and the county itself are being sued for the alleged assault against an
inmate that “was perpetrated with actual malice,” causing pain, suffering,
mental anguish and humiliation.
The lawsuit -- filed in U.S. District Court in Baltimore -- names James L.
Henderson Jr., Somerset County and the Maryland Department of Public Safety
and Correctional Services as defendants.
The lawsuit was filed by Gary Cullen of Crisfield and seeks $5 million in
punitive and compensatory damages.
Among the allegations made in the lawsuit are that Henderson punched Cullen
in the stomach, slapped him in the face while he was shackled to a bench,
locked him in the detention center gym for 15 hours without food, water,
toilet or bed, threatened to hang him and hit him in the genitals.
Cullen, in the lawsuit, also alleges Henderson released him ahead of
schedule at night without his belongings, money or transportation, and
wearing only slippers, pants and a light shirt.
The lawsuit claims Cullen’s rights were violated under federal and Maryland
law, and it also charges Henderson, the county and the state with assault,
battery and negligence.
The county was served with a summons in the case and has forwarded it to the
Local Government Insurance Trust, said Kirk Simpkins, the county attorney.
As a county employee, Henderson will likely be defended by the insurance
company’s lawyers, too, Simpkins said.
Although Henderson resigned as warden in June 2007, he was re-hired by the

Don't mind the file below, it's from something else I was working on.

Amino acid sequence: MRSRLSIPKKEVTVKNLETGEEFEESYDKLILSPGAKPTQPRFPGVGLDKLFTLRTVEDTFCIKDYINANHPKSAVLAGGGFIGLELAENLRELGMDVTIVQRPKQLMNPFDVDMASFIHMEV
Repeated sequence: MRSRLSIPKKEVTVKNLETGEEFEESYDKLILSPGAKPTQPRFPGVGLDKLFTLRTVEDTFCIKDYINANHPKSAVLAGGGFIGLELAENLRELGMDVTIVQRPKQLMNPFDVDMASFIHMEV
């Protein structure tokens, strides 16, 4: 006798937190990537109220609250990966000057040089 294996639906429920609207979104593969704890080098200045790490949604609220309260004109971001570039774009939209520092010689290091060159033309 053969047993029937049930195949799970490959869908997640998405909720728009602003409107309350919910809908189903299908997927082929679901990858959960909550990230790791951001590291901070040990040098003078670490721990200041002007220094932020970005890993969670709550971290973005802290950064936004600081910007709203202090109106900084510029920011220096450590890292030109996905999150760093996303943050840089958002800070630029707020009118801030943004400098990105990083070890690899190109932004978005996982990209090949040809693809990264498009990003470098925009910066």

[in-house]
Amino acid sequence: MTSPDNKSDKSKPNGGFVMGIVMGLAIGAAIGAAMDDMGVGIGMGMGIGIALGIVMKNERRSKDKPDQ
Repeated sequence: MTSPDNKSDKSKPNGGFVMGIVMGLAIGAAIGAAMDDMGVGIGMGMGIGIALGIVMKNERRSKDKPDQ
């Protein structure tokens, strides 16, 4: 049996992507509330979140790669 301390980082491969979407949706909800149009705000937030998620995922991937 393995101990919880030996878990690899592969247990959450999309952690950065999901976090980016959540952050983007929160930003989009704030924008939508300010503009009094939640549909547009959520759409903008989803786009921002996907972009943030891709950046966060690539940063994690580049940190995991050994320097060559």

Somerset County Commissioners in February 2008 to head the county’s Animal
Control division and continues to work in that position.
The lawsuit follows a criminal investigation launched in 2007 after Cullen’s
father, John Cullen, reported an alleged assault on his son to Somerset
County State’s Attorney Kristy Hickman.
The case was turned over to Wicomico County State’s Attorney Davis Ruark
after Hickman said she had a conflict in the case.
In February 2007, the Wicomico Bureau of Investigation led a records raid of
the detention center in Westover, then later turned over the information to
Maryland State Police.
In addition to evidence of assaults on Cullen and other inmates, the probe
also allegedly found evidence of the improper use of work-release inmates by
Somerset County Sheriff Robert Jones, as well as former Princess Anne police
chief Russell Pecoraro.
While the investigation “uncovered some disturbing things,” Ruark said at
the time the case would be difficult to prove in court partly because of
credibility problems with former inmates who alleged they had been
To date, no criminal charges have ever been filed in the case.